Flying with Baby: A Survival Guide for Millennial Parents

Baby on Plane

Having a baby may have deterred most people from travelling back in the day, but it doesn’t seem to stop Millennials. We see travel as one of the many unique opportunities that comes along with a paid parental leave and we’re not afraid to go for it.

When I was around four months pregnant, I booked flights for a six-week trip in France for the upcoming spring. Due in February, I figured travelling with my lil’ babe before she was crawling was ideal timing. After all, she’d basically be the equivalent of carrying around a sweet smiling nugget in a little front-facing travel pack wherever I went, right? At least these were my thoughts as a to-be parent looking forward to the enriching experience of motherhood. When the baby came, I realized how naive it was to think that travelling with a baby would be easy, and I seriously considered cancelling the trip.

Fortunately, the non-refundable tickets urged me onward, and at 6:30 AM on a Tuesday morning, I boarded the first of three flights alongside hubby, with baby-in-tow. I learned so much from that experience that when we returned, we felt like seasoned pros who knew how to handle any situation that our baby could think to throw our way. I’d like to share all of the tidbits that helped me through the flights, so that you too can enjoy travel with your little one. In this Survival Guide, I’ll go through the pros and cons of an on-flight bassinet, the extra items allowable on Air Canada flights, some techniques for calming a fussy baby, a few words on changing diapers and feeding your baby, the cost of flying with your baby, some carry-on recommendations, and a few other considerations.

On-Flight Bassinet (and Unforeseen Costs)

Air Canada offers mothers with babies under 25 pounds the use of a bassinet in flight. This bassinet hooks into the wall in front of the Preferred Seating area, meaning mom gets to sit in the upgraded seats with her (hopefully) sleeping baby free of charge; however, it’s not free for your spouse to sit there too. We paid to upgrade hubby’s seats because we didn’t know what to expect in terms of handling a baby on the plane, and we figured that having both of us there to deal with the unexpected was worth the cost.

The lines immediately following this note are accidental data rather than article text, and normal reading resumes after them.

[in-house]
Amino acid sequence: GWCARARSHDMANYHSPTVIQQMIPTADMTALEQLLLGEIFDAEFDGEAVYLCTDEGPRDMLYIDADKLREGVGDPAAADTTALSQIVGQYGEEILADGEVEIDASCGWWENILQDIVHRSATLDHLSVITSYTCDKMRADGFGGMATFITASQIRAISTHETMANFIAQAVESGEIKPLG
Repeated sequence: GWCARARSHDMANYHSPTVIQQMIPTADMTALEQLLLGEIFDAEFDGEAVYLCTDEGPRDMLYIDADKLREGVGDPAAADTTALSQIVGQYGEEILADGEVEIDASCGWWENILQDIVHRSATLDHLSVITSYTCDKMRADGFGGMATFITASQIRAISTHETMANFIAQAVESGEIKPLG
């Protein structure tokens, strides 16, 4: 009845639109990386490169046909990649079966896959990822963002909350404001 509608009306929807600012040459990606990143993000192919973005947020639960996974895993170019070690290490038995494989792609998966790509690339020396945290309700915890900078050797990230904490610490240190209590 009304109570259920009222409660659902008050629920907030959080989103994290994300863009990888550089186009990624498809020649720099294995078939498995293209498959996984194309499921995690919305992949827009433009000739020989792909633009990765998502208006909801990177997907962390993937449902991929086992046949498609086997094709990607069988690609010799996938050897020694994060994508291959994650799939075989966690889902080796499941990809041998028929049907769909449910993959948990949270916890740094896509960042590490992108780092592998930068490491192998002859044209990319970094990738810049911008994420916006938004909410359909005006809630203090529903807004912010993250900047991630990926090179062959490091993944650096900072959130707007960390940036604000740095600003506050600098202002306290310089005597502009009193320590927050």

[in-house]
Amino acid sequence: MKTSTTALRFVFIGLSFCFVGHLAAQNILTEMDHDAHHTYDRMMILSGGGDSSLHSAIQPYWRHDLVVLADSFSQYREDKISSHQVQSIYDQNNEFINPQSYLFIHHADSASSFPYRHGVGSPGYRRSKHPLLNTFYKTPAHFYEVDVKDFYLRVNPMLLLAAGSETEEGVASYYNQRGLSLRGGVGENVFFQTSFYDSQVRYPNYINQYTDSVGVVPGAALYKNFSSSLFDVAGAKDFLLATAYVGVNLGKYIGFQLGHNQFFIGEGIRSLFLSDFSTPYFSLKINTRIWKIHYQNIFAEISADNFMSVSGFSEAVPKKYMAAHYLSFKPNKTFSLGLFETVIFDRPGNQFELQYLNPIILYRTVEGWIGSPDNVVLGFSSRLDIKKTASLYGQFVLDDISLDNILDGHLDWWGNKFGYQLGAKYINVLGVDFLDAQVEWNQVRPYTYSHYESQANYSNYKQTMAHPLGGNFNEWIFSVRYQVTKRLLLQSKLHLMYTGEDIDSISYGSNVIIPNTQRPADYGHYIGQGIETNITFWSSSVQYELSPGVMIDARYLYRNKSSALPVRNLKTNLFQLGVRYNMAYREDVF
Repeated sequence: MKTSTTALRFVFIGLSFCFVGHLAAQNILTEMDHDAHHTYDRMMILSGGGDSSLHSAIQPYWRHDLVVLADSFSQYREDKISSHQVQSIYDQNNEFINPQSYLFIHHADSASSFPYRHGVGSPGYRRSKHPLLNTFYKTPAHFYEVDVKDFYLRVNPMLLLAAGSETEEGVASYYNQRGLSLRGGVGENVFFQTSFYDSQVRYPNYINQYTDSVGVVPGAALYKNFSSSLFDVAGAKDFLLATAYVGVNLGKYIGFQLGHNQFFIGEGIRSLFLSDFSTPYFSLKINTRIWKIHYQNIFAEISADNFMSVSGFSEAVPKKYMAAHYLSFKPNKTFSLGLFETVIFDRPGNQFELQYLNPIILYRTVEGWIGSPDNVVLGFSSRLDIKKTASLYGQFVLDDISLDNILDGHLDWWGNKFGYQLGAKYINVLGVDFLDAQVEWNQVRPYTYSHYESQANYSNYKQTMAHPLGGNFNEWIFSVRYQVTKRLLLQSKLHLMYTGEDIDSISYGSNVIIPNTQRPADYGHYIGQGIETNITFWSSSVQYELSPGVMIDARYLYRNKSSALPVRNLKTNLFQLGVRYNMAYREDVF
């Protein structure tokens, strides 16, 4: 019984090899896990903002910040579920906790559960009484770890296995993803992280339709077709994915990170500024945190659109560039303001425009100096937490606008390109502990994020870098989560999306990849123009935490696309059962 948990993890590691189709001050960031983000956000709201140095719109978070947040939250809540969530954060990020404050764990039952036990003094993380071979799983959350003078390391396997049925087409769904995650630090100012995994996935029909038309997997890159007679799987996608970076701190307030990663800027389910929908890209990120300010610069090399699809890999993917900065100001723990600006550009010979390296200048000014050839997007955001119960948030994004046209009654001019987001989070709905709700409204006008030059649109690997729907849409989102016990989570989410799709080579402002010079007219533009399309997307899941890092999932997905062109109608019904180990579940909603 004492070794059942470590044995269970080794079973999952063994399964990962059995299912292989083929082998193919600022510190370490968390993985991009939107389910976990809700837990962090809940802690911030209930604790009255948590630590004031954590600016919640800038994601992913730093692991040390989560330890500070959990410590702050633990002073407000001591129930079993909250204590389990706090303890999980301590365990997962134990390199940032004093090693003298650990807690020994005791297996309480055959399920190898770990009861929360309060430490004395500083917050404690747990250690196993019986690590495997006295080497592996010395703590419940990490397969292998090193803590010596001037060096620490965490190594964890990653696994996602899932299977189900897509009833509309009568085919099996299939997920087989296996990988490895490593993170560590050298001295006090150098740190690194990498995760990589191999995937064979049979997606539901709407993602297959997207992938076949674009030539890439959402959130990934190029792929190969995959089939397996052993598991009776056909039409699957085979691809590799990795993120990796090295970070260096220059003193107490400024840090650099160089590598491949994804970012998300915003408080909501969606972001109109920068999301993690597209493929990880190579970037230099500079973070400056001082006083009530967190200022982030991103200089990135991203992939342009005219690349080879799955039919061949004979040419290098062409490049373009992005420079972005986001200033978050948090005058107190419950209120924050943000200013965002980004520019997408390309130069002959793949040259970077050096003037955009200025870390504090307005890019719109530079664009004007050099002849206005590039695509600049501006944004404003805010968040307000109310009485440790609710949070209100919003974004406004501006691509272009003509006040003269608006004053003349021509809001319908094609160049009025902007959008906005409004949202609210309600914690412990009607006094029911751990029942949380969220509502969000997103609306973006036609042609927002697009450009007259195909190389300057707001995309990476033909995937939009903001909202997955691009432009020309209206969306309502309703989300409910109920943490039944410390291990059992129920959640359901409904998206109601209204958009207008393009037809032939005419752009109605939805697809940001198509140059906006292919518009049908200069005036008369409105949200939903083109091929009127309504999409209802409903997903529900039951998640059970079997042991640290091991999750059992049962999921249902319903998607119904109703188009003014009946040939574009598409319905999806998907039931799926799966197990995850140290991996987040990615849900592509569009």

Our experience with the in-flight bassinet was great, and quite different from our friend’s. Baby slept comfortably for the entire overnight flight from Montreal to Paris without making a peep. She also slept part of the way from Vancouver to Montreal. Our friend’s experience with the bassinet wasn’t great because his flight experienced a lot of turbulence. Whenever there’s turbulence, you must take your baby out of the bassinet; this disrupted his baby so frequently that he didn’t use it and advised us against it. That being said, even if you don’t use the bassinet, it’s still nice to get to stretch out in the Preferred Seating area free of charge.

If you want the bassinet, it’s best to reserve it as soon as you can (as soon as baby has a passport for international travel, or as soon as baby is born for domestic travel). There are only a handful of bassinets on certain flights, and they’re available on a first-come, first-serve basis.

Extra Items You Can Bring for Baby (with Air Canada)

With Air Canada, you can bring a maximum of two of the following three items free of charge: stroller, play pen, car seat (or booster seat).

Stroller: Air Canada lets you bring one stroller per child free of charge, and it doesn’t count towards carry-on or luggage. If it’s a small collapsible stroller, you can gate-check or check it with your luggage. Large heavy strollers, however, must be checked with luggage. When we first showed up at the airport in Nanaimo, the woman at the counter offered to check our stroller for us, which we agreed to. This was a mistake because it meant that we didn’t have a travelling bed for our baby during our lengthy layover in Montreal. On our way back, we opted to just gate-check it, and it was way easier to tote baby around while she slept undisturbed in the airports.